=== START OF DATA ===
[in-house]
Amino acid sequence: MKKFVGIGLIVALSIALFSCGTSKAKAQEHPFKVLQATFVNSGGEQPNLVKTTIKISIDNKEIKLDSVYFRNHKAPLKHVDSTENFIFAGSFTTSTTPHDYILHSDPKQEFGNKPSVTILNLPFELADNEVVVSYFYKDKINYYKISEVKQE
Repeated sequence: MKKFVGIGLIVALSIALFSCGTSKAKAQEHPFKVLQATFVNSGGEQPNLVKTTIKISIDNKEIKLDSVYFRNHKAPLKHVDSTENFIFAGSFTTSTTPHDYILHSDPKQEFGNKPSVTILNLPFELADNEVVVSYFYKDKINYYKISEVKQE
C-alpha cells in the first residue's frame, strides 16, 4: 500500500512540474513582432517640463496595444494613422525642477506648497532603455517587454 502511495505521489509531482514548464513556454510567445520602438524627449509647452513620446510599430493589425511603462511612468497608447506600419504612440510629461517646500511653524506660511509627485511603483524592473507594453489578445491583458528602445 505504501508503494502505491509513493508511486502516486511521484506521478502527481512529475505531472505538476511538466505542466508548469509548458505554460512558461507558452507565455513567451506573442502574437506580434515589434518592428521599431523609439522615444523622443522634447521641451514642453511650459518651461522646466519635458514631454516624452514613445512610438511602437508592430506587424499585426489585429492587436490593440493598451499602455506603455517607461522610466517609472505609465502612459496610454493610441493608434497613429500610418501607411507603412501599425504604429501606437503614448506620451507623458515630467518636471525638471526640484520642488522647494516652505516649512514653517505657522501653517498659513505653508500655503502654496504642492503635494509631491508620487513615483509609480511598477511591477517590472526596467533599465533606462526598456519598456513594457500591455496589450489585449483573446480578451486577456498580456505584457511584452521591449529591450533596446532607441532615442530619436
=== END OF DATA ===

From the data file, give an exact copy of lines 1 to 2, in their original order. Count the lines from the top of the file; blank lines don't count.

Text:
[in-house]
Amino acid sequence: MKKFVGIGLIVALSIALFSCGTSKAKAQEHPFKVLQATFVNSGGEQPNLVKTTIKISIDNKEIKLDSVYFRNHKAPLKHVDSTENFIFAGSFTTSTTPHDYILHSDPKQEFGNKPSVTILNLPFELADNEVVVSYFYKDKINYYKISEVKQE